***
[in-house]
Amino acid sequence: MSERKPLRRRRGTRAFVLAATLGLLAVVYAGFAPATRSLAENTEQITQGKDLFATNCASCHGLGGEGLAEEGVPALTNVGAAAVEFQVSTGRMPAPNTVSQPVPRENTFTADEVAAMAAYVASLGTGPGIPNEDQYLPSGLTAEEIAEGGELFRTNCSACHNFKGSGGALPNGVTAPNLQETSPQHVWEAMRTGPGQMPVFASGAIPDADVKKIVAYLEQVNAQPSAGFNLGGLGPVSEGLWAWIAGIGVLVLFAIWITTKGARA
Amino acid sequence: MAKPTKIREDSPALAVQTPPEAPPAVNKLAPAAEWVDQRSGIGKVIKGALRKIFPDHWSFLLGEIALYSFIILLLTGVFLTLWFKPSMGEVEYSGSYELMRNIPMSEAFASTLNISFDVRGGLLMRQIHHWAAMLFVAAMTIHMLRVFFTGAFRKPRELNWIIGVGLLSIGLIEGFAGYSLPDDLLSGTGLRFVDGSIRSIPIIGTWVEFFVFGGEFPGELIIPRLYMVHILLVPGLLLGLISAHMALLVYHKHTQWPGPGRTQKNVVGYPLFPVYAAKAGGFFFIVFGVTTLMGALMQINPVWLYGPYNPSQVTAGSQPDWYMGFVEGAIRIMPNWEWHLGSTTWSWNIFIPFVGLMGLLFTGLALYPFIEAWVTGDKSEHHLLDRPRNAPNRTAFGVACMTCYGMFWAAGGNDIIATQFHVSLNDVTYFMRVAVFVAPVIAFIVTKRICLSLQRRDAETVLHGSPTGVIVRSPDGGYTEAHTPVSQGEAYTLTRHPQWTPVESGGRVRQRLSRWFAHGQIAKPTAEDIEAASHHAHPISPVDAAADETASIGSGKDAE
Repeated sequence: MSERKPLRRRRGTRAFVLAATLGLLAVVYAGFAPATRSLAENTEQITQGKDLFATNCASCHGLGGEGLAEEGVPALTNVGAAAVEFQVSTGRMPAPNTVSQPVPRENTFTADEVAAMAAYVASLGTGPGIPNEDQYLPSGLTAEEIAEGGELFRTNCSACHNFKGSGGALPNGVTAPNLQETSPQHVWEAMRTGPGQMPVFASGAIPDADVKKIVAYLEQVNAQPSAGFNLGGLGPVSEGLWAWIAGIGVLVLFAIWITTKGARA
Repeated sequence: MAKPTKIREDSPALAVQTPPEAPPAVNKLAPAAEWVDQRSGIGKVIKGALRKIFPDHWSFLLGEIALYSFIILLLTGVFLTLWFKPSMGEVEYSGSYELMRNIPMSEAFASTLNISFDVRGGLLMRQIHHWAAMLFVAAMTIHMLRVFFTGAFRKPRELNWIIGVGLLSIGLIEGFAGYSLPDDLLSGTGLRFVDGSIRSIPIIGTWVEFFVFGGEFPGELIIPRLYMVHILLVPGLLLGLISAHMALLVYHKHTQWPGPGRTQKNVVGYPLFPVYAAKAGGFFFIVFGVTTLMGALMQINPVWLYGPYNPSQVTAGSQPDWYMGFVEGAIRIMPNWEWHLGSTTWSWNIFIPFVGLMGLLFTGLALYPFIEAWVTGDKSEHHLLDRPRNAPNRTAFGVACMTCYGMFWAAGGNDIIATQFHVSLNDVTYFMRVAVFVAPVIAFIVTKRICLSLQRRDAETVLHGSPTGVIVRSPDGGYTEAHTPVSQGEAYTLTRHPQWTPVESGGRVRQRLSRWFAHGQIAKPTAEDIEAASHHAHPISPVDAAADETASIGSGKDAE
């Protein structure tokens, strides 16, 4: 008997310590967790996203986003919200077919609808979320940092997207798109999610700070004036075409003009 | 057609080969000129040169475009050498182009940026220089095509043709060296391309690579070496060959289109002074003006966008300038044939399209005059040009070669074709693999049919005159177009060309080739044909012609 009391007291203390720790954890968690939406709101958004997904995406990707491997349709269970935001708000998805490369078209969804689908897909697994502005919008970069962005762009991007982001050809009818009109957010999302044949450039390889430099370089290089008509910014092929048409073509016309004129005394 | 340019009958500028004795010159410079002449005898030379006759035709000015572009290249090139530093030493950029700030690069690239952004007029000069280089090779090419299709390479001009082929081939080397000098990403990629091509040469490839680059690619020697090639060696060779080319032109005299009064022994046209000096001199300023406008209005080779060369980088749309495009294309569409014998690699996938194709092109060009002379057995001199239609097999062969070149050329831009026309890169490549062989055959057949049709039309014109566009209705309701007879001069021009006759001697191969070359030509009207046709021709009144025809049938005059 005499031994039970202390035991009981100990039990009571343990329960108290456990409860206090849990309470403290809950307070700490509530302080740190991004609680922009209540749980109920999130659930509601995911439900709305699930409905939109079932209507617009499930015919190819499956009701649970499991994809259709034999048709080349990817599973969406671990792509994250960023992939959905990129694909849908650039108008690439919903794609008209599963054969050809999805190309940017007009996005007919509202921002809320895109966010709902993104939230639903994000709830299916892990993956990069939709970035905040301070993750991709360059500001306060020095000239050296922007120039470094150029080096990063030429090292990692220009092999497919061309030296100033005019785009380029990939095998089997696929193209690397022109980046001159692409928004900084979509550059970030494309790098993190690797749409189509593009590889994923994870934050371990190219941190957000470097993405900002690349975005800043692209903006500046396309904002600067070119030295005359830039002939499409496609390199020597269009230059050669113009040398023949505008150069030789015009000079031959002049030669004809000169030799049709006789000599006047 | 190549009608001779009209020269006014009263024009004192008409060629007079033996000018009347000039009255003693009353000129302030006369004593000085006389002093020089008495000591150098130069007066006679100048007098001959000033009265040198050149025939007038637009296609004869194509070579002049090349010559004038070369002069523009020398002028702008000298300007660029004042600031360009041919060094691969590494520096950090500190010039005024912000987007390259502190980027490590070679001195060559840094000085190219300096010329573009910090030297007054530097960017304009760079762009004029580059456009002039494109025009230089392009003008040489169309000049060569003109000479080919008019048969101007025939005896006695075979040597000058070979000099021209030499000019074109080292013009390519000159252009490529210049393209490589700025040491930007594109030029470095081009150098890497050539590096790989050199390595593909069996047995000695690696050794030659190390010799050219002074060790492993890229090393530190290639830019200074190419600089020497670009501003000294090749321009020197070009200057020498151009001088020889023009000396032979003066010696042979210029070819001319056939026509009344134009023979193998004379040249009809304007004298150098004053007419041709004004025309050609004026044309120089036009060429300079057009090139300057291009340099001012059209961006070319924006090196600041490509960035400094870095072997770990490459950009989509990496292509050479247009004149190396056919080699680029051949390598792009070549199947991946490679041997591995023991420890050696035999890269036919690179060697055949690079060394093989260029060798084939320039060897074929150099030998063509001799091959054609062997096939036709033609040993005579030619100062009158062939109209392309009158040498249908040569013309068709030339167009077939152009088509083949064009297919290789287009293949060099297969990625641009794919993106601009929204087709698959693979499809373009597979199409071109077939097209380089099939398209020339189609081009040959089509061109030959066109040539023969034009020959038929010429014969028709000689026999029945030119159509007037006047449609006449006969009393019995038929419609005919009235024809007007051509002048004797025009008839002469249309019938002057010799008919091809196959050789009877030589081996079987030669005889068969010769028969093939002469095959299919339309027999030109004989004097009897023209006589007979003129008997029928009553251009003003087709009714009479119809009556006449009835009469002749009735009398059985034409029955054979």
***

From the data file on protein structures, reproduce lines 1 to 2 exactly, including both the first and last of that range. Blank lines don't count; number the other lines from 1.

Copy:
[in-house]
Amino acid sequence: MSERKPLRRRRGTRAFVLAATLGLLAVVYAGFAPATRSLAENTEQITQGKDLFATNCASCHGLGGEGLAEEGVPALTNVGAAAVEFQVSTGRMPAPNTVSQPVPRENTFTADEVAAMAAYVASLGTGPGIPNEDQYLPSGLTAEEIAEGGELFRTNCSACHNFKGSGGALPNGVTAPNLQETSPQHVWEAMRTGPGQMPVFASGAIPDADVKKIVAYLEQVNAQPSAGFNLGGLGPVSEGLWAWIAGIGVLVLFAIWITTKGARA